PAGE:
Maverick JASON KIM is slowly working through every topic on Earth to bring you things you’ll wish you knew a few years down the track. Thanks, Jase. In this issue, he looks at the often confusing subject of how to eat healthily – and discovers it’s a lot more straightforward than he thought.
In my teenage years I could throw down like Takeru Kobayashi, with absolutely no consequences. (For those of you not in the know, Kobayashi is the professional eater of Coney Island Hot Dog Eating Competition fame). Midnight snacks were the norm, as were second and third lunches.
But, now in my early 20s, I’ve started to notice some changes. Nowadays, a late night pizza comes with repercussions, including lethargy and the inability to complete physically demanding tasks without keeling over. So, what’s a food lover to do?
Well, for slackers like me, in 2014 there’s an easy answer: Google. And so began my descent into a rabbit hole of “broscience” and “miracle diets”, in a quest to find out how best to eat healthily.
With every new and exciting discovery however, came reservations: surely, it can’t be this easy to maintain a healthy body? What’s the catch?
These concerns were magnified by the fact that every few months, there would be some ground-breaking study which would directly contradict the ground-breaking study which came before it.
Against this backdrop, I decided to seek out the expertise of Sarah Hanrahan of the New Zealand Nutrition Foundation. Together, we waded through the deluge of information to try to separate fact from fiction.
Paleo was the first way of eating that really drew me into this world of fads and trends. As a meat lover, I’d forever ruled out healthy eating as being something that I’d be interested in. I mean, the food pyramid suggested I need to load up on carbs and veges at the expense of that sweet, juicy, bloody slab of heaven.
But what’s that? All you eat is meat and fat? And it’s good for you?
Of course, upon closer inspection, Paleo isn’t as simple as that. The basic premise is to eat like our caveman ancestors once did: meat, vegetables, nuts, some fruit, and no wheat, sugar or processed foods.
Is any of this backed up by hard science? I put the question to Sarah, who says: “It’s never good to eliminate whole food groups. People need a variety of nutrients to live.”
It’s certainly possible for people to survive by eating Paleo, but, as Sarah says, good health comes from eating a wide variety of food, and being mindful of “the energy density of the food that you eat.” In that respect, Paleo is helpful in avoiding energy-dense processed foods such as bacon, potato chips, or candy.
Whereas the logic behind Paleo sounds fun and intuitive, another recent fad sounds, quite frankly, unpleasant and even a little dangerous. Intermittent fasting is where you don’t eat anything for a certain period of time and eat as much as you want the rest of the time.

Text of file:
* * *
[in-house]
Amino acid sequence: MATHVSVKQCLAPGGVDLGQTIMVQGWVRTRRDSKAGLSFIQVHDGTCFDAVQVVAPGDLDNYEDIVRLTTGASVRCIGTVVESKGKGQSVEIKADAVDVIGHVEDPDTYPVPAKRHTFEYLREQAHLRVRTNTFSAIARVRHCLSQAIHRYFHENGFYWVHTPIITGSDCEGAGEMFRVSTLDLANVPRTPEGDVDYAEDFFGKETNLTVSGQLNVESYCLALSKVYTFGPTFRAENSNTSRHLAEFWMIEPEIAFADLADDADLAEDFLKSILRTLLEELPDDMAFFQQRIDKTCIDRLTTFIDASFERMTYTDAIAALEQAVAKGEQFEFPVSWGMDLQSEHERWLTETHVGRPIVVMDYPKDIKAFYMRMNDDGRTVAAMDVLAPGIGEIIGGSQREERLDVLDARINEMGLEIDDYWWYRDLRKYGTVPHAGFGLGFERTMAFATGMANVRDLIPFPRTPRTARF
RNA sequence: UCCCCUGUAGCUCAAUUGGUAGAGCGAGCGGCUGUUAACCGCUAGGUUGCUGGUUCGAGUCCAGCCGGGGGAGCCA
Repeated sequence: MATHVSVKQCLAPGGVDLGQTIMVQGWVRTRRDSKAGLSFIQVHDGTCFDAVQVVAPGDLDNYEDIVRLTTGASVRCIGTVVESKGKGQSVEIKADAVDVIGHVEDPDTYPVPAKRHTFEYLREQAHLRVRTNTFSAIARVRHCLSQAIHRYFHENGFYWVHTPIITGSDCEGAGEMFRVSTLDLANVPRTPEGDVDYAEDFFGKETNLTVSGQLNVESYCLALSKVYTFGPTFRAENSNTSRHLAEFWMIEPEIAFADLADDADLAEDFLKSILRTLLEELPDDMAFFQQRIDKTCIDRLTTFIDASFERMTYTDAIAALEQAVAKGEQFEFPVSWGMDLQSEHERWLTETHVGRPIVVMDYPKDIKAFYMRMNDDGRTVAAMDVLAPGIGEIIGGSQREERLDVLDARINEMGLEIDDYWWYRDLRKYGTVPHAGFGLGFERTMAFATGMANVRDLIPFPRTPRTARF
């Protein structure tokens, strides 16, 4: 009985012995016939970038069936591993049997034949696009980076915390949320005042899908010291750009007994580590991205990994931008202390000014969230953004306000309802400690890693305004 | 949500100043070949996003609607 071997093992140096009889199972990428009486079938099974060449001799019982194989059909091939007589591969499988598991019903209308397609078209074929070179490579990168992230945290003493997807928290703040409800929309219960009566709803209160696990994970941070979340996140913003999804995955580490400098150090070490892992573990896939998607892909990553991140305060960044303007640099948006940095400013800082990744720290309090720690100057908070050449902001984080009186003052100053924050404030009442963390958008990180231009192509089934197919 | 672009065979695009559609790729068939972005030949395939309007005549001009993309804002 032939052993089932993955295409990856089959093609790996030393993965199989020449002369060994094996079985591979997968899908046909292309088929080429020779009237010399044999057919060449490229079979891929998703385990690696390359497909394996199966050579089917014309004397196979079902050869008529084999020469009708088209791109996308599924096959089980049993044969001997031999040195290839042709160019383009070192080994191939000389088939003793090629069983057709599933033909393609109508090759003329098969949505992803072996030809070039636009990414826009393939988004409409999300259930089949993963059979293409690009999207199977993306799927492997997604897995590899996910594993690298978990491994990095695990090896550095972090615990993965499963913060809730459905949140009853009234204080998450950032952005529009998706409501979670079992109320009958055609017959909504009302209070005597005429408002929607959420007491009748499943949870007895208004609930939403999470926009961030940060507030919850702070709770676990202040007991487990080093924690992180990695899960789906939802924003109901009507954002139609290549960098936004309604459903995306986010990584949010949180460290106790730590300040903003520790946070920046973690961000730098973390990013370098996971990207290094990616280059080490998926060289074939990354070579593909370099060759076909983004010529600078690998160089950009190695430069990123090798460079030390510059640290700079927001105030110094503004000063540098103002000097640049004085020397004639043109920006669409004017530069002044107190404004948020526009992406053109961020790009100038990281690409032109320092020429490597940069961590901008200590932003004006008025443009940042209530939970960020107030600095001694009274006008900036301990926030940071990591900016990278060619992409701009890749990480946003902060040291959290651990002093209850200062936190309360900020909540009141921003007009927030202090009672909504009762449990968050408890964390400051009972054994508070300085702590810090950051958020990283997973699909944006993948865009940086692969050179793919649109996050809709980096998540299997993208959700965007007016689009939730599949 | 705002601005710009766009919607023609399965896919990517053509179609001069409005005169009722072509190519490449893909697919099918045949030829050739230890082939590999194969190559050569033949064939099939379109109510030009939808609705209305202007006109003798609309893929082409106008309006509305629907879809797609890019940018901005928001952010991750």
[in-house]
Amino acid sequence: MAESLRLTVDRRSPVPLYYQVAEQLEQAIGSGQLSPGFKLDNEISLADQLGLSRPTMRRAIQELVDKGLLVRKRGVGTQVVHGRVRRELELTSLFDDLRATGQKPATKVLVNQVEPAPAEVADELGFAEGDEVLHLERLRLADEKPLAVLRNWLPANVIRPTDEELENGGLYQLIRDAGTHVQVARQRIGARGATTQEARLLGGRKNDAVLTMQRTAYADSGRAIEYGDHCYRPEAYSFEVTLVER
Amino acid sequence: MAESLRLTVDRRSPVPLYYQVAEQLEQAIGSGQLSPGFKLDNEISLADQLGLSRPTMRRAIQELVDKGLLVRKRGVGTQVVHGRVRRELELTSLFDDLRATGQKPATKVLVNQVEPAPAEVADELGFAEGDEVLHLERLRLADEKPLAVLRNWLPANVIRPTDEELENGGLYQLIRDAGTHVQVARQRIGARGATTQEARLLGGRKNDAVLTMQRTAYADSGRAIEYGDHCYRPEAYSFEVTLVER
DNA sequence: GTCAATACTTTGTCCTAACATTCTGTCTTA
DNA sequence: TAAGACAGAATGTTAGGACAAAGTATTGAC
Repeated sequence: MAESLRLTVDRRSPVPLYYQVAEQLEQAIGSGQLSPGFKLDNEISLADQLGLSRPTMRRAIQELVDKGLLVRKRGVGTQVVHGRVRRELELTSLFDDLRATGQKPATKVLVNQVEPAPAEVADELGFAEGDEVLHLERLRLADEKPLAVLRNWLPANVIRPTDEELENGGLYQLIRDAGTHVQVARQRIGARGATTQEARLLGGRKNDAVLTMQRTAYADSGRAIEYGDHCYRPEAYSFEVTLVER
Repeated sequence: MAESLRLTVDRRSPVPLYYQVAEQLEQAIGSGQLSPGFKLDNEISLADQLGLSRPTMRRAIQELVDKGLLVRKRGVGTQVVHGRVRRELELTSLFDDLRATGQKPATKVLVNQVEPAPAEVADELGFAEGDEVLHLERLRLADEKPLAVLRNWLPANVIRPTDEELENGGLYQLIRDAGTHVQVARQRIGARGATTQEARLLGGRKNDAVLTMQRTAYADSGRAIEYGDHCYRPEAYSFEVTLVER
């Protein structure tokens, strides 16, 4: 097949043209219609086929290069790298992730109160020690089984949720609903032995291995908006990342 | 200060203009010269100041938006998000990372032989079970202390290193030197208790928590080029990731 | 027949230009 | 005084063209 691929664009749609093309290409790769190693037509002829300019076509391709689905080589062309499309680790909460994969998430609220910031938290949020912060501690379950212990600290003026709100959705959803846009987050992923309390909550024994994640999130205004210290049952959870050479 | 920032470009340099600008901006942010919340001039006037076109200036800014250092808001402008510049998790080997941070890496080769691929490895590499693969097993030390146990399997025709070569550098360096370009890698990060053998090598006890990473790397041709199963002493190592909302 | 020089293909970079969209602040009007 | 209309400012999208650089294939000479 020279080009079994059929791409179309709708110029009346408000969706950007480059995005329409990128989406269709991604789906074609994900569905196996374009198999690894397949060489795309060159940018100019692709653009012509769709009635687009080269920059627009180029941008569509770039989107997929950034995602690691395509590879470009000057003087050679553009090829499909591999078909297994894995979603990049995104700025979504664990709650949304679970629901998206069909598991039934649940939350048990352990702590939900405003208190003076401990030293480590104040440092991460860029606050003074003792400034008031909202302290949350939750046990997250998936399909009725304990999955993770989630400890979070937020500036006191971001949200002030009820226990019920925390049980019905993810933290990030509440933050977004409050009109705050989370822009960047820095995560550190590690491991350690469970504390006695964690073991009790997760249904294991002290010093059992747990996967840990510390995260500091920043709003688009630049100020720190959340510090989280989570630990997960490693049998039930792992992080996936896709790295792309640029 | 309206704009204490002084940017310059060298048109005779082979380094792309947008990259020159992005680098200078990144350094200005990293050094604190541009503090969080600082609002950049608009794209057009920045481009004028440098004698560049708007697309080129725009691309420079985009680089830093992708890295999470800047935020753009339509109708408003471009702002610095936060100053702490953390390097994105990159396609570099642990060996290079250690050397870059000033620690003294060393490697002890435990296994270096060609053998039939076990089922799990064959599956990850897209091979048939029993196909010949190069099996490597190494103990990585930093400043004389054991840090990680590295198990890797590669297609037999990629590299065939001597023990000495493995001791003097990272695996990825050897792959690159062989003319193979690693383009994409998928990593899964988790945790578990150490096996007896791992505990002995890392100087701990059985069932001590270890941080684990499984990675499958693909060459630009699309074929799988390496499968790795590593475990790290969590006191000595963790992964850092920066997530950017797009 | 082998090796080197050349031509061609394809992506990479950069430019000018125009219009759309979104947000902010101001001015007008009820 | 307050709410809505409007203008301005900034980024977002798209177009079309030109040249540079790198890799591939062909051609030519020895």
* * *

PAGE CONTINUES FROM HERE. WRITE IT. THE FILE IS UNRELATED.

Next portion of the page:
The problem, according to Sarah, is that this way of eating is nigh on impossible. “When you [continue to eat normally] you’ll bounce back to where you were before,” she says.
What’s more, such a restrictive plan can lead to dangerous habits and eating disorders. Let’s file this one in the ‘Do Not Try This At Home’ pile until there’s a bit more scientific research done on the topic.
The biggest quiver in the arrow of anti-veganism from a nutritional standpoint is the fact that meat is a good source of protein and iron. Vegans – and vegetarians – need to ensure they eat a wide variety of foods such as lentils, chickpeas, nuts and seeds to ensure they get all the nutrients they need.
From a practical point of view, it may be difficult to adhere to a strict vegan diet as a student; it’s time consuming and can seem quite costly to get all your nutrients. However, that’s not to say it’s impossible. For students who want to stick to plant-based eating, Sarah suggests loading up on frozen or tinned veges and legumes, which are cheap but essentially the same as regular, fresh produce.
Stuff like frozen peas and canned tomatoes are cheap, nutritious and generally don’t involve killing any cute, fuzzy animals.
Despite what the mainstream media might tell you with every publication of a new trend, what I’ve found after talking to Sarah from the New Zealand Nutrition Foundation is that there’s really no substitute for a balanced diet.
Being mindful of what you eat (eg. remembering to not have toast for every meal) is good, but try not to stress and obsess over food. Keep it simple: just enjoy a healthy balance.
The most important piece of advice I took away from talking to Sarah was to make sure I fill my plate up with a lot of colourful vegetables. You know, the same thing my mum’s been telling me for going
on 20 years.
Want to know more? nutritionfoundation.org.nz
SHARE THIS POST...